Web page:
Back when he was five years old, Jerry Lee Lewis’ parents bought him a rickety old piano – he still has it in his house today – and he started picking out tunes on the ivories, letting the music guide him, letting it get inside him. Soon enough, all he wanted to do was play, and he took to sneaking into to juke joints on the other side of the tracks from his family’s farm in Louisiana, soaking up the blues and boogie, watching the notes from the piano coil themselves around the men and women on the dance floor, catching them in a feverish grip that never let them go. Soon enough, Lewis led the Saturday night/Sunday morning crowd on their merry dance through the dance halls, bars, juke joints, and state fairs across America, leaving in his wake a string hit records, rock and roll rivalries, near-death experiences, broken marriages, and a brash confidence in his own power to shake the blues off people with his magical rock and roll potion.
Over a period of two years, maverick Southern author Rick Bragg sat down with Jerry Lee Lewis and let the Killer walk "day after day through the past and come back, sometimes bloody, with the stories" in Jerry Lee Lewis: His Own Story (Harper).
"He did not want to do a first-person book," Bragg told me in a recent interview, "and I had no interest in trying to pretend to be him. Instead, this is one man talking of a remarkable life and another man writing it down and shaping it into a life story so rich that, if I had not been there, I would have wondered if it was real."
The ugliness, the good times and bad times, the burning desire to set the world afire with his music and blaze a smoking trail with his piano chops – all of that fills the pages of this mesmerizing tale. Lewis has come to a place in this book where he’s able to share his regrets and his pain, wincing often over the scars they’ve left behind, and pondering – though never backing away from the glory of – his legacy. As Bragg writes, “For Jerry Lee fame was a thing that sometimes flogged him and sometimes let him be; he was capable, in the dark times, of losing all sight of the good in his music, of believing it was evil, until suddenly things would be just clear and he’d see it all so much better. The thing about rock and roll, he said, was that it made people crazy bad, but it more often made them happy, made them forget life for a while.”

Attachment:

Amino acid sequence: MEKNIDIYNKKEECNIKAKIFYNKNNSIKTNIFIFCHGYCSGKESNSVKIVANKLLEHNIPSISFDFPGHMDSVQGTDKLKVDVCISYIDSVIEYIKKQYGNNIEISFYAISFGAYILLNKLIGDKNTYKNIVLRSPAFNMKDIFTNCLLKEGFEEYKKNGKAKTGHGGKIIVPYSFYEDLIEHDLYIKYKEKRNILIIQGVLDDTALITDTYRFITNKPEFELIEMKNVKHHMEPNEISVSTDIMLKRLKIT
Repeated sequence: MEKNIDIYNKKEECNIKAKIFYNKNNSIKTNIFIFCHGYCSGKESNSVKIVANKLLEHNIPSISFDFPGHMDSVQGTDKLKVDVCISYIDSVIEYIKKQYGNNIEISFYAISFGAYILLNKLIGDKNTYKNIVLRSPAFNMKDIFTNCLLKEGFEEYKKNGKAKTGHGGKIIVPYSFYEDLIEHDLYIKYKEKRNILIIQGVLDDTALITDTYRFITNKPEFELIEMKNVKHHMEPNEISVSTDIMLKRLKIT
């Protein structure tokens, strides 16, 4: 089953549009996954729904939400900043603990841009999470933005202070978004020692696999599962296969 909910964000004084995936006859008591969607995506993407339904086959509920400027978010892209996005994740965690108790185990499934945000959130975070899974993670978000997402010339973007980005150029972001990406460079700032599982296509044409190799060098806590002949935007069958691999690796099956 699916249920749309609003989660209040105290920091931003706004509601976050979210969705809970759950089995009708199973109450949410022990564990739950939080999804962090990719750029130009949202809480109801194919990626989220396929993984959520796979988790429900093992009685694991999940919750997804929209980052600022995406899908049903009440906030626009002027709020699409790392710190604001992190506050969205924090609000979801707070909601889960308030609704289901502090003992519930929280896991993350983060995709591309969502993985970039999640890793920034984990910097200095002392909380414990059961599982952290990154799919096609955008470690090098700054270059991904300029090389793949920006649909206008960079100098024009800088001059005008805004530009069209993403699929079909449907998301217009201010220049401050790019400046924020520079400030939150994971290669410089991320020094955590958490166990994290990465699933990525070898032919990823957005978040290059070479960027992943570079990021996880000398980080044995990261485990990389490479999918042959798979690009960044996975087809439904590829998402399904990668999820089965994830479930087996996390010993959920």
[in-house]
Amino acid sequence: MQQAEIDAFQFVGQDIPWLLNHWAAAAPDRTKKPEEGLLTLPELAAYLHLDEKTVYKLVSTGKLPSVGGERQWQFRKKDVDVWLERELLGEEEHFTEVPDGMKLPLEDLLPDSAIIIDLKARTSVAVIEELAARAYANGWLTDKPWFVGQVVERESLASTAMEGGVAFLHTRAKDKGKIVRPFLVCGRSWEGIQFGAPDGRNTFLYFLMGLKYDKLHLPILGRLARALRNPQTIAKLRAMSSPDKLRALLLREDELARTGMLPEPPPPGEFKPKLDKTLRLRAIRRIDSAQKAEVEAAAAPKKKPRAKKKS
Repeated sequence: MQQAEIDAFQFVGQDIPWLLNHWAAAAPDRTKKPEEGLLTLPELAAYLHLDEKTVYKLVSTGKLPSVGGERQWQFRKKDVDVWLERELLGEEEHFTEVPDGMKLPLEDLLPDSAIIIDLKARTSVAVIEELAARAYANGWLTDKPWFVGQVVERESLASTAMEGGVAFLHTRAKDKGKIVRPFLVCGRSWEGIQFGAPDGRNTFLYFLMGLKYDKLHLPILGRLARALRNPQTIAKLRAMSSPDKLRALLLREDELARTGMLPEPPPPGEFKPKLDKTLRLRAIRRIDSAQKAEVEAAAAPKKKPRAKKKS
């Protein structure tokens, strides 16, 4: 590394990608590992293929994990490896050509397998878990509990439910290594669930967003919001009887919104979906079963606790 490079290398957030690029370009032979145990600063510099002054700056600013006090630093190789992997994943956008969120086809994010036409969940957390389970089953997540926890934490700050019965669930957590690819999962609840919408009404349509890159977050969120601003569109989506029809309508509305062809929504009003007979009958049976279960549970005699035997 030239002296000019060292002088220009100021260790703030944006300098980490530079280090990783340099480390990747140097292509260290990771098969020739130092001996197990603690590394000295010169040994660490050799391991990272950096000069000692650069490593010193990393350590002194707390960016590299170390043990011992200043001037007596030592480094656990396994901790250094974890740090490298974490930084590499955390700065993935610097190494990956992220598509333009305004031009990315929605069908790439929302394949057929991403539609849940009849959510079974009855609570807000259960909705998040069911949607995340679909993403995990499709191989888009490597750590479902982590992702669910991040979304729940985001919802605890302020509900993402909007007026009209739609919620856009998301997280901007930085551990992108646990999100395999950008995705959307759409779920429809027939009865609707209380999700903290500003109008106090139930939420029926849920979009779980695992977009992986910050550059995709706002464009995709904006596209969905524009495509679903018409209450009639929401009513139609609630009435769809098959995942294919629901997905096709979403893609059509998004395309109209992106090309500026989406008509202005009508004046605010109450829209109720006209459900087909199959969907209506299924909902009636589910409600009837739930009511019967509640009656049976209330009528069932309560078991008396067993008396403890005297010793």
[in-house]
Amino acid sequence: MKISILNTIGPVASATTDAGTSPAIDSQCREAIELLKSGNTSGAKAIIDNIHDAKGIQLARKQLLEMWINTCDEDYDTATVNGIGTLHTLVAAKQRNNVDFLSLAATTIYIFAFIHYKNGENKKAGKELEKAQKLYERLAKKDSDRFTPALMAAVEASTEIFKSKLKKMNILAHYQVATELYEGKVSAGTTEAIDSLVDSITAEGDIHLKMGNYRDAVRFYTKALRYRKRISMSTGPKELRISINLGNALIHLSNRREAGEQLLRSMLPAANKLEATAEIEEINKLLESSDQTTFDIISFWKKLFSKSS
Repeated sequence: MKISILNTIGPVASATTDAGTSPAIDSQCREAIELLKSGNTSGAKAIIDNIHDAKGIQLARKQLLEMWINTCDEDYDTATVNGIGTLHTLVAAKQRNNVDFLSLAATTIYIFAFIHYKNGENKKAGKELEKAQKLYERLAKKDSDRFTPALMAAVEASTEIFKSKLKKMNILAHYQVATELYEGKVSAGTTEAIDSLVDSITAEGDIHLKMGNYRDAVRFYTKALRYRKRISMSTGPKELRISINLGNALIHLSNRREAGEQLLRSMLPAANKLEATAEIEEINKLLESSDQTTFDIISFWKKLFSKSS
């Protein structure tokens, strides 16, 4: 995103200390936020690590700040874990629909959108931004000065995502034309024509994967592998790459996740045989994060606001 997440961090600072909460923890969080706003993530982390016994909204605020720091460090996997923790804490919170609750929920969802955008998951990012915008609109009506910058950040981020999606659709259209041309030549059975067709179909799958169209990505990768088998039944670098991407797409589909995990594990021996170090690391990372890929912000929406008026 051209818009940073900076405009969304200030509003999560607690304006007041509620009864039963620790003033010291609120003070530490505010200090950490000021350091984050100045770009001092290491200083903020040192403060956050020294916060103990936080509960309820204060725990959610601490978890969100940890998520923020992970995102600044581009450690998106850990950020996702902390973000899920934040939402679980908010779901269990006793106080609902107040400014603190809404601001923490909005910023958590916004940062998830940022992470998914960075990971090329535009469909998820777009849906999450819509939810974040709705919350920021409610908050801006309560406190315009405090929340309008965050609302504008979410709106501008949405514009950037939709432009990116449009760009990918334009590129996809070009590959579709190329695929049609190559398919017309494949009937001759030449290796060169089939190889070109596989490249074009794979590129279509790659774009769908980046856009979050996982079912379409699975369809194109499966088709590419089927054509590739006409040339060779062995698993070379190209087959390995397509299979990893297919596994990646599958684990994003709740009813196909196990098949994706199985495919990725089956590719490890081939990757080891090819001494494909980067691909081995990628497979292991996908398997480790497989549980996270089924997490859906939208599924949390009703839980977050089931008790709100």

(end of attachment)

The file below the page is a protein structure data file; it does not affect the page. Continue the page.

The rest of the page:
I caught up with Bragg by phone at his home in Alabama for a chat with him about his book.
Henry Carrigan: Tell me the story of the book and why you decided to write it now.
Rick Bragg: I wish I had a more romantic story to answer that question, like how Jerry Lee and I went out to a bar and he asked me to write it. [Laughs] Stumble is probably as good a word as any to describe how it happened, though. I was minding my own business, and my agent called me up and asked me if I had any interest in writing a book about and with Jerry Lee Lewis. I should’ve run from it. [Laughs] But then I got to thinking, how could this not be fun? So, I went down to Nesbit and kind of auditioned for Jerry Lee. We sat and talked, and he took a good look at me and wasn’t disappointed with me.
And the rest is history?
Well, we had a kind of traditional beginning where I would ask him a question, and he would talk, but after we got started there wasn’t anything traditional about it. I’d come in every day; he’d lay in his bed, and I sat in a rocking chair beside him, and he just talked, and he told me about his life. He took me through the history of rock and roll. You know, we talked about the barbed wire and broken glass, things that cut him to his heart. There were days when re-telling these stories hurt him so much that he would physically turn away from me. We tried to end every time we were together with a laugh, though.